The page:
We are close to the release date of the new
Porsche 911. Premiering at the Los Angeles motor show in November it will be
another few months before it makes it to the shores of the UK early in 2019 but
Porsche has released some early info on this updated version of the iconic 911.
So, what can we expect from the new model? According to Porsche, this eighth-generation model will be faster and more advanced than any 911 that has come before it.
The first versions to be released will be the Carrera and the Carrera S, followed by the four-wheel Turbo, and of course, the Turbo S. The Turbo S is rumoured to put out a whopping 600bph! With increased aerodynamics and other developments to the four-wheel drive this model now takes less than 2.9 seconds to reach from 0-62mph and has an increased top speed.
This model uses a new structure made of aluminium in the side sections of the vehicle and aluminium and steel in the mainframe. In an effort to keep the weight close to 1430kg, Porsche has used more aluminium in the inner structure as well as hot-formed steel to create a strong but light floor pan.
The outside style
In terms of the style of the vehicle, not a huge amount has changed. It is still in keeping with the main stylings of the 911 Series but there have been subtle modifications to the design of the 2019 version. The door handles are in line with the body-work so the car looks smooth and streamlined.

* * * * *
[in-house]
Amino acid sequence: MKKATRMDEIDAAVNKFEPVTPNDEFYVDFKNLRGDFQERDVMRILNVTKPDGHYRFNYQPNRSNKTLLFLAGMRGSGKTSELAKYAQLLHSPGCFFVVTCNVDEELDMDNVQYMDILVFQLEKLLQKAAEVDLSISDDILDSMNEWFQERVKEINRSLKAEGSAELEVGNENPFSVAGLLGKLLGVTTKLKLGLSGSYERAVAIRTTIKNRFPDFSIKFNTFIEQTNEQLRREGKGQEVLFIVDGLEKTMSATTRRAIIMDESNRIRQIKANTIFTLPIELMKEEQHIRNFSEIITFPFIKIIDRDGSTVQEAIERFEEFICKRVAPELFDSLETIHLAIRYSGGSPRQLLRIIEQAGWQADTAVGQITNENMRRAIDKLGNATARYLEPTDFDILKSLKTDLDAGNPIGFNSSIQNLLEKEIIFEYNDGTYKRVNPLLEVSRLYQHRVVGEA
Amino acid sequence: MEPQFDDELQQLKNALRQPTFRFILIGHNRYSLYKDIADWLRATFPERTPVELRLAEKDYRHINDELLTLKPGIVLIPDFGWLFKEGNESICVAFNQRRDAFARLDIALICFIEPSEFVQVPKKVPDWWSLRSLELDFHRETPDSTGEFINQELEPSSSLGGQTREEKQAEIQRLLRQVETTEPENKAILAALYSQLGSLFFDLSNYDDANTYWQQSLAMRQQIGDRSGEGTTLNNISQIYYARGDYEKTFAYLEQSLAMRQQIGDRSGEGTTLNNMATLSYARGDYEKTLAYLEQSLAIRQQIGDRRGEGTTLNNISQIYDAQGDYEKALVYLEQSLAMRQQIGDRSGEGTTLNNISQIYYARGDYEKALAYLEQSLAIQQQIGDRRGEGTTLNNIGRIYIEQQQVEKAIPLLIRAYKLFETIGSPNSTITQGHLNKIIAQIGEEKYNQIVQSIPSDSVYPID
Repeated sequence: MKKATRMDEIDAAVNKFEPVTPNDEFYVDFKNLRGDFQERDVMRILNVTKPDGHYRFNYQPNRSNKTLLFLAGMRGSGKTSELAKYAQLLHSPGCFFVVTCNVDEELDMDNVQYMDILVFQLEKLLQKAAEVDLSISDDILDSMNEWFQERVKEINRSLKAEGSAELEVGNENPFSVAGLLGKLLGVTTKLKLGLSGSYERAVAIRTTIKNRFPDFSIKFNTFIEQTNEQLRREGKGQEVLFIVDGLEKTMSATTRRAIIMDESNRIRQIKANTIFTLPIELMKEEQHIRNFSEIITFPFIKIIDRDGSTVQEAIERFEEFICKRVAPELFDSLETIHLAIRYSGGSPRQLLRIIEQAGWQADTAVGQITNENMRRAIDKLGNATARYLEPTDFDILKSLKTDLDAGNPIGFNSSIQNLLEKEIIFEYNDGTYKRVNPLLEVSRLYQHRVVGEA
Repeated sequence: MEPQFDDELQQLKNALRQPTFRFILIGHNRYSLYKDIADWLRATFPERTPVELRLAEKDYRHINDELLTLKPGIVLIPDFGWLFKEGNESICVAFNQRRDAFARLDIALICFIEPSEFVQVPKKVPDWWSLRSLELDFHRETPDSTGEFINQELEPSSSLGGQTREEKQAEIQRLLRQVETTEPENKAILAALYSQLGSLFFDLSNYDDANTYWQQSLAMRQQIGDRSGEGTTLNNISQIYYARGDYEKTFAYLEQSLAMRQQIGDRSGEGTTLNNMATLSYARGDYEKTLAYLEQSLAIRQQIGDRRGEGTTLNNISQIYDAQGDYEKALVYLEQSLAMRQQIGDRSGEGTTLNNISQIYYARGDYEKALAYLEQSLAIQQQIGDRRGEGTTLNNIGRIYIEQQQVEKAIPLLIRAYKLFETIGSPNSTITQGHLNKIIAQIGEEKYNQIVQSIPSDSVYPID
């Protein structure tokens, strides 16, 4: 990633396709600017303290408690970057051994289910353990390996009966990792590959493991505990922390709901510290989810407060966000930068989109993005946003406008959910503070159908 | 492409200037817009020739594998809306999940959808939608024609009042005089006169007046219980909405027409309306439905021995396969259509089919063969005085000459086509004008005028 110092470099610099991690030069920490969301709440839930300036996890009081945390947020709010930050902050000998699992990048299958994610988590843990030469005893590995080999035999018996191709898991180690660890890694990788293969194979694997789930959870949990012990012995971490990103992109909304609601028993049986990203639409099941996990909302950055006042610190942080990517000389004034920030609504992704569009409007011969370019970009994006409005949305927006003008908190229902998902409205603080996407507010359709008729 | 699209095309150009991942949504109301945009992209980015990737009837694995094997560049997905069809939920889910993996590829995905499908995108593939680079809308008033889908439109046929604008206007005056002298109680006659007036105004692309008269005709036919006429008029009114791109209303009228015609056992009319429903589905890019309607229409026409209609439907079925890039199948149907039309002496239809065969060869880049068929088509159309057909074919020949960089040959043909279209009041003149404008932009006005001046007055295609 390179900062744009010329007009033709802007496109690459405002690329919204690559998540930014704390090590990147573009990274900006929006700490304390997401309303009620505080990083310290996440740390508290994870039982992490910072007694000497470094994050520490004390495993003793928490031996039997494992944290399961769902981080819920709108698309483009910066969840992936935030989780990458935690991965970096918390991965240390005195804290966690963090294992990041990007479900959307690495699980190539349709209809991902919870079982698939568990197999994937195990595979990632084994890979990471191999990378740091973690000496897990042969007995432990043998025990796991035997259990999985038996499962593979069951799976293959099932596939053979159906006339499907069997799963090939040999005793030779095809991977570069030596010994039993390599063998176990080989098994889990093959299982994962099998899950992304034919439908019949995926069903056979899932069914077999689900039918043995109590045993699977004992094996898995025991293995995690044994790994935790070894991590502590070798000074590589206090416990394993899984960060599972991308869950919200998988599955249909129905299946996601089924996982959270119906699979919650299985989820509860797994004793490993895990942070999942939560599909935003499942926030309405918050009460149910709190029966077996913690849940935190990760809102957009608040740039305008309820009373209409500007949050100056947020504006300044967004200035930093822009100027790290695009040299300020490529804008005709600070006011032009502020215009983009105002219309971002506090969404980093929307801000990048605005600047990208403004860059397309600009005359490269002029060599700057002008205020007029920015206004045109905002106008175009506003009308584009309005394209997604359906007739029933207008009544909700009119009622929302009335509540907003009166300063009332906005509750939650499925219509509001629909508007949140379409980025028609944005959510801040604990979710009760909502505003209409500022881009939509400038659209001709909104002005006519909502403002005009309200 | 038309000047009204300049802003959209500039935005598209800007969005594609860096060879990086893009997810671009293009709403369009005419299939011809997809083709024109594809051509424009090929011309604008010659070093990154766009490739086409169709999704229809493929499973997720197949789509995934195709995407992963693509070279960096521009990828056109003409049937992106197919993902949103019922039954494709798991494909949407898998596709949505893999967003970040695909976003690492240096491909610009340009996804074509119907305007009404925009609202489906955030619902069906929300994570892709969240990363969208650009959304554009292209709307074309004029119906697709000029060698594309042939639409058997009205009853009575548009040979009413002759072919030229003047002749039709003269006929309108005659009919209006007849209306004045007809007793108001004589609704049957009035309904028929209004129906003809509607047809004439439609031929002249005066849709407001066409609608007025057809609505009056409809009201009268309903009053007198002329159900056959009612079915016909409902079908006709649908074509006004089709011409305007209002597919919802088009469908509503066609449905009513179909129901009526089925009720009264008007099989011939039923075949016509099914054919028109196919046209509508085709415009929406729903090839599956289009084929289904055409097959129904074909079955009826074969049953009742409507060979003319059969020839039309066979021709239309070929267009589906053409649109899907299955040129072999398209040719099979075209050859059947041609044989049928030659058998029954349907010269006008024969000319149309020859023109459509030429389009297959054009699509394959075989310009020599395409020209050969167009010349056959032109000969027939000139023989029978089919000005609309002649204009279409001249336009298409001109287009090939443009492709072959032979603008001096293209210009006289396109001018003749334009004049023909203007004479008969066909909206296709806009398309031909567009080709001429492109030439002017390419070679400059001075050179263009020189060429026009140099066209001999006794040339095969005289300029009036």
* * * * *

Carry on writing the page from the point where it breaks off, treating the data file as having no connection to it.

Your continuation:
They have changed the front head light’s so they are more prominent and they have reshaped the front wings. Within the newly redesigned air ducts, there are louvres for increased aerodynamics.
The rear tail light streaks across the entire width of the car as we have seen with some of the other recent models from Porsche. To improve downforce, they have also added a new rear spoiler to the vehicle.
Inside the car you will not only find that you have more room to move, you will also find a new touchscreen infotainment system and a digital instrument panel bring the 911 right up to date in terms of in-car entertainment
The engine of the latest 911 has also been positioned for improved weight distribution. For the lower-end models there will be passive mounts, and for the powerful models, to help suppress the movement of the engines mass, there will be dynamic mounts fitted.
Before the new series of the Porsche 911 lands on our shores, Porsche will be releasing one last version of the current 911. The limited-edition Speedster will be offered in soft-top in various colours and it will be based on the Cabriolet 911.